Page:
- #26

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Yes, and it's crucial that you mention that all your vectors refer to an inertial reference frame. The logic is that in Newtonian (as well as in special relativistic) physics there exist inertial reference frames and by definition (!) in this frames a free body moves uniformly (i.e., with constant velocity). This is the content of Newton's Lex I.That's not quite correct. The logical equivalent of the first expression is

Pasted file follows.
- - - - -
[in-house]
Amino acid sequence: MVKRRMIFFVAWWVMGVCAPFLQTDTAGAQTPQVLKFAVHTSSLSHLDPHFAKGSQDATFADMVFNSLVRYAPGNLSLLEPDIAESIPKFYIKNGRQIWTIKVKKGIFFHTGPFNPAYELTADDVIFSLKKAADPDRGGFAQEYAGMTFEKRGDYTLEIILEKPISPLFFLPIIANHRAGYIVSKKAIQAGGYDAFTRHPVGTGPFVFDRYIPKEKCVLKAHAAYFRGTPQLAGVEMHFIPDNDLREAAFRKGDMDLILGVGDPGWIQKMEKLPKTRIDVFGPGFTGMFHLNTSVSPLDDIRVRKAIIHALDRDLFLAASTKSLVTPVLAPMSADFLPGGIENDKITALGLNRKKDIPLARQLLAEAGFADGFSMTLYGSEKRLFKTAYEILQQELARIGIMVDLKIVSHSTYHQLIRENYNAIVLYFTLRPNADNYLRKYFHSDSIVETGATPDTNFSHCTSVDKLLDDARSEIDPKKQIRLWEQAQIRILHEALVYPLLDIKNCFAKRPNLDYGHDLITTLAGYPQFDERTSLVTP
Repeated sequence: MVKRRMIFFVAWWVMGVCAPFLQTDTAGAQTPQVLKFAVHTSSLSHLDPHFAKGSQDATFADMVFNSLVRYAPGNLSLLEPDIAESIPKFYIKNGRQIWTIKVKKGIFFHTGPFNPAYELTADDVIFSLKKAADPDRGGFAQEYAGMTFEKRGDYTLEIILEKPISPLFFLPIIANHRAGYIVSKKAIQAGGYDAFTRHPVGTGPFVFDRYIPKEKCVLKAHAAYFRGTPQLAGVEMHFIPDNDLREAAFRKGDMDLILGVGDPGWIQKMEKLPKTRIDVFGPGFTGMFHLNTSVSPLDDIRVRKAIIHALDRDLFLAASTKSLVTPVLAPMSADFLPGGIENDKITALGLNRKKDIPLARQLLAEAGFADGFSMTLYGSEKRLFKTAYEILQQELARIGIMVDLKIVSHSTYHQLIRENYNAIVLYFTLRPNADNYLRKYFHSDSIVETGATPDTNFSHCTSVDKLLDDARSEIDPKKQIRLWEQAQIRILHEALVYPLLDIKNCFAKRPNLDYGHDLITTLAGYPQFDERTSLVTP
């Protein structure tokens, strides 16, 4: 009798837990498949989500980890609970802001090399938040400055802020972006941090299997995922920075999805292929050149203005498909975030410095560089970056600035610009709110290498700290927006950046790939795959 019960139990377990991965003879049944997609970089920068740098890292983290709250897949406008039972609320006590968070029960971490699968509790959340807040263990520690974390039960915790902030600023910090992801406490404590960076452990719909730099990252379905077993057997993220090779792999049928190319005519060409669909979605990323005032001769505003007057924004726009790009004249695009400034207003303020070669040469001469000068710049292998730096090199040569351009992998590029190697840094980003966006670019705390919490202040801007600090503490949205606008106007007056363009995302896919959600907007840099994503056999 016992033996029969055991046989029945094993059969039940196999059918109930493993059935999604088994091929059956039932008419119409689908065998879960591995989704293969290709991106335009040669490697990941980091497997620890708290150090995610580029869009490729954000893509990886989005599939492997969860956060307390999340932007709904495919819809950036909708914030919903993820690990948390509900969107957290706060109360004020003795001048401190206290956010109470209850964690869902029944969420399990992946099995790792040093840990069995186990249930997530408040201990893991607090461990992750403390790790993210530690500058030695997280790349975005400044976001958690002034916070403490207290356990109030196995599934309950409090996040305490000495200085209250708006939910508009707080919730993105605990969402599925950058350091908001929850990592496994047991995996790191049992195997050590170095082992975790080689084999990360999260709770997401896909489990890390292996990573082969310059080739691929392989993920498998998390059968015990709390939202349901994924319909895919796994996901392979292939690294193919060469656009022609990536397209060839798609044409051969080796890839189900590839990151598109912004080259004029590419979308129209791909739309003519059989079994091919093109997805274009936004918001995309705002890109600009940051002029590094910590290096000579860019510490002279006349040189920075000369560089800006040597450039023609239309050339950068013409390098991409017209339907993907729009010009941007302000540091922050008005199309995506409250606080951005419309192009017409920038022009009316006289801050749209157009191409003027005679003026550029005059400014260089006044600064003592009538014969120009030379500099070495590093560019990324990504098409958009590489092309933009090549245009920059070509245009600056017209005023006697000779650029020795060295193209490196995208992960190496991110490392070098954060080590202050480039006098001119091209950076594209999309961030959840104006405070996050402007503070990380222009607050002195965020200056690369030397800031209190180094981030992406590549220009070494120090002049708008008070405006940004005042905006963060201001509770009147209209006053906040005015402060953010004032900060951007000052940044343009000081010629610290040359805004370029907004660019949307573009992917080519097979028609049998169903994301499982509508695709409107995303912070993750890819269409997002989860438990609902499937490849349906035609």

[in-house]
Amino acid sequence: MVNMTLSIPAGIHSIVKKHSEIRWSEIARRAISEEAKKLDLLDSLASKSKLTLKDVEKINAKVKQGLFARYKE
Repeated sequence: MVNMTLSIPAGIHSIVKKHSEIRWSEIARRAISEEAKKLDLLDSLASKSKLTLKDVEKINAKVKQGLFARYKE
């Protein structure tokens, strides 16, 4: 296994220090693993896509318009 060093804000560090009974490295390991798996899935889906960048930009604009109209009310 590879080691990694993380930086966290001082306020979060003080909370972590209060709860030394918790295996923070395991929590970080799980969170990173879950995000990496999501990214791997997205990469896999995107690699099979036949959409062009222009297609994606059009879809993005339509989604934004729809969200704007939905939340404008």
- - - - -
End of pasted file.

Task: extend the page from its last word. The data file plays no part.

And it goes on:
[itex]{\rm If}\quad \frac{{d\vec v}}{{dt}} \ne 0\quad {\rm then}\quad \sum {\vec F \ne 0}[/itex]

Then there's a definition of force in Newtonian physics which is the time derivative of momentum (which of course needs the introduction of mass beyond the kinematical quantities). This is Newton's Lex II.